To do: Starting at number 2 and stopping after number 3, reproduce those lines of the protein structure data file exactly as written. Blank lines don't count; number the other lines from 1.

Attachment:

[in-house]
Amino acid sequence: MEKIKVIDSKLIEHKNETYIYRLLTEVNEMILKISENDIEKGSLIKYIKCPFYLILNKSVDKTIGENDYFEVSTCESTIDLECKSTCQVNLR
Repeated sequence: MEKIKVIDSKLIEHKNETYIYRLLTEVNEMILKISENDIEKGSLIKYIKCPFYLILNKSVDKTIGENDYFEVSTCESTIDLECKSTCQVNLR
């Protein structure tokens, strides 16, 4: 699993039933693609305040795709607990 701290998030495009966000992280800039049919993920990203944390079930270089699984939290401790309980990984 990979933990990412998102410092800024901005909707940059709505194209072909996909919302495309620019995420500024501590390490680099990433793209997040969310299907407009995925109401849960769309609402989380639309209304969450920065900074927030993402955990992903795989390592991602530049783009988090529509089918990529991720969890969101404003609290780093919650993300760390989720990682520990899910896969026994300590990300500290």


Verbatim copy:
Amino acid sequence: MEKIKVIDSKLIEHKNETYIYRLLTEVNEMILKISENDIEKGSLIKYIKCPFYLILNKSVDKTIGENDYFEVSTCESTIDLECKSTCQVNLR
Repeated sequence: MEKIKVIDSKLIEHKNETYIYRLLTEVNEMILKISENDIEKGSLIKYIKCPFYLILNKSVDKTIGENDYFEVSTCESTIDLECKSTCQVNLR